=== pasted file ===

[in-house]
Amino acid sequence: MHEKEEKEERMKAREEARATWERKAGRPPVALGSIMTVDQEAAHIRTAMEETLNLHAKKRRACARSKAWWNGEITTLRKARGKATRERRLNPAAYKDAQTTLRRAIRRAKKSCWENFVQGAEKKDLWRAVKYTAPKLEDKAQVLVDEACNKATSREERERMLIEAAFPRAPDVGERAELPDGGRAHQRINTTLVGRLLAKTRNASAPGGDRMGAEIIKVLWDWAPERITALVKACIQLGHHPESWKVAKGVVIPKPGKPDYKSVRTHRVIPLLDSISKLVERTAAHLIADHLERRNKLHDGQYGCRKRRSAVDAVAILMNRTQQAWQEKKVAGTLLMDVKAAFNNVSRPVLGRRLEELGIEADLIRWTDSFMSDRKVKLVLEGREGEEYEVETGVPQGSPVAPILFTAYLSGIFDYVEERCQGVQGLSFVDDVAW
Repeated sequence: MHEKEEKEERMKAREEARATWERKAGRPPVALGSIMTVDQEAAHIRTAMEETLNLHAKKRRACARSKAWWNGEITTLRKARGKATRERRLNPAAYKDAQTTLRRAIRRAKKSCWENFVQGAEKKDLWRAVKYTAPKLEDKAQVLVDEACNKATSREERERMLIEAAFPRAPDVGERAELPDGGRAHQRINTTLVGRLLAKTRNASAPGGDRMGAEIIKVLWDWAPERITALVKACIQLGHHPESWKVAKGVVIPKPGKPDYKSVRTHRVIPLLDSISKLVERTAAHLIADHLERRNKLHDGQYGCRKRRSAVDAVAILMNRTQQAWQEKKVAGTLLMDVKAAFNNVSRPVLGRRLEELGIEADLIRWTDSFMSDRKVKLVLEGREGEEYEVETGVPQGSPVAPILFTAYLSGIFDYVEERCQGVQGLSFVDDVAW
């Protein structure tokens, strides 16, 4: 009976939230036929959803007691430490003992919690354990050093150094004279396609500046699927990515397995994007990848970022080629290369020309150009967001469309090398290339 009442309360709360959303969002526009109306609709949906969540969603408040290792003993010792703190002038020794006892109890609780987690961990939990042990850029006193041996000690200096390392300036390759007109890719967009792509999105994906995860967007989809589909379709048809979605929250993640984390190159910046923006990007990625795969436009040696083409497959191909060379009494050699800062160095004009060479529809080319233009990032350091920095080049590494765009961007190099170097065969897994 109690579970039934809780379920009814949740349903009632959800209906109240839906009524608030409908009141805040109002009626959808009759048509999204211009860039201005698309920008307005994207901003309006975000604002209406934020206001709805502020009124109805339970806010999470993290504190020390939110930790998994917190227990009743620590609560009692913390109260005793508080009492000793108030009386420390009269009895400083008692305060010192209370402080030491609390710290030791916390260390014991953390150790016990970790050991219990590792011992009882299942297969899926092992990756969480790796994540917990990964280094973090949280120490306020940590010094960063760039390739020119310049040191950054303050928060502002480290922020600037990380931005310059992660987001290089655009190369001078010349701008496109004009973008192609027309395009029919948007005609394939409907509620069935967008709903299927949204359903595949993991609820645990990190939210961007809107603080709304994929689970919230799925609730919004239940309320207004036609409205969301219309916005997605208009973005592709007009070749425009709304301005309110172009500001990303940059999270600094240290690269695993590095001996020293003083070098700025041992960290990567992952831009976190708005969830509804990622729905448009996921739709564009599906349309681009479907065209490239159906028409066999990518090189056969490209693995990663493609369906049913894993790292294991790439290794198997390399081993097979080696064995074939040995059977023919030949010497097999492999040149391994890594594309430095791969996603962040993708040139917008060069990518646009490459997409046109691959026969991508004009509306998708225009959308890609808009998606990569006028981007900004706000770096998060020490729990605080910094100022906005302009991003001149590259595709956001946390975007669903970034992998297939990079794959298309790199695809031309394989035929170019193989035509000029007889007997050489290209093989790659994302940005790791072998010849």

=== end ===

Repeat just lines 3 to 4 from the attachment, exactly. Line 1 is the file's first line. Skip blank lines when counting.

Repeated sequence: MHEKEEKEERMKAREEARATWERKAGRPPVALGSIMTVDQEAAHIRTAMEETLNLHAKKRRACARSKAWWNGEITTLRKARGKATRERRLNPAAYKDAQTTLRRAIRRAKKSCWENFVQGAEKKDLWRAVKYTAPKLEDKAQVLVDEACNKATSREERERMLIEAAFPRAPDVGERAELPDGGRAHQRINTTLVGRLLAKTRNASAPGGDRMGAEIIKVLWDWAPERITALVKACIQLGHHPESWKVAKGVVIPKPGKPDYKSVRTHRVIPLLDSISKLVERTAAHLIADHLERRNKLHDGQYGCRKRRSAVDAVAILMNRTQQAWQEKKVAGTLLMDVKAAFNNVSRPVLGRRLEELGIEADLIRWTDSFMSDRKVKLVLEGREGEEYEVETGVPQGSPVAPILFTAYLSGIFDYVEERCQGVQGLSFVDDVAW
């Protein structure tokens, strides 16, 4: 009976939230036929959803007691430490003992919690354990050093150094004279396609500046699927990515397995994007990848970022080629290369020309150009967001469309090398290339 009442309360709360959303969002526009109306609709949906969540969603408040290792003993010792703190002038020794006892109890609780987690961990939990042990850029006193041996000690200096390392300036390759007109890719967009792509999105994906995860967007989809589909379709048809979605929250993640984390190159910046923006990007990625795969436009040696083409497959191909060379009494050699800062160095004009060479529809080319233009990032350091920095080049590494765009961007190099170097065969897994 109690579970039934809780379920009814949740349903009632959800209906109240839906009524608030409908009141805040109002009626959808009759048509999204211009860039201005698309920008307005994207901003309006975000604002209406934020206001709805502020009124109805339970806010999470993290504190020390939110930790998994917190227990009743620590609560009692913390109260005793508080009492000793108030009386420390009269009895400083008692305060010192209370402080030491609390710290030791916390260390014991953390150790016990970790050991219990590792011992009882299942297969899926092992990756969480790796994540917990990964280094973090949280120490306020940590010094960063760039390739020119310049040191950054303050928060502002480290922020600037990380931005310059992660987001290089655009190369001078010349701008496109004009973008192609027309395009029919948007005609394939409907509620069935967008709903299927949204359903595949993991609820645990990190939210961007809107603080709304994929689970919230799925609730919004239940309320207004036609409205969301219309916005997605208009973005592709007009070749425009709304301005309110172009500001990303940059999270600094240290690269695993590095001996020293003083070098700025041992960290990567992952831009976190708005969830509804990622729905448009996921739709564009599906349309681009479907065209490239159906028409066999990518090189056969490209693995990663493609369906049913894993790292294991790439290794198997390399081993097979080696064995074939040995059977023919030949010497097999492999040149391994890594594309430095791969996603962040993708040139917008060069990518646009490459997409046109691959026969991508004009509306998708225009959308890609808009998606990569006028981007900004706000770096998060020490729990605080910094100022906005302009991003001149590259595709956001946390975007669903970034992998297939990079794959298309790199695809031309394989035929170019193989035509000029007889007997050489290209093989790659994302940005790791072998010849």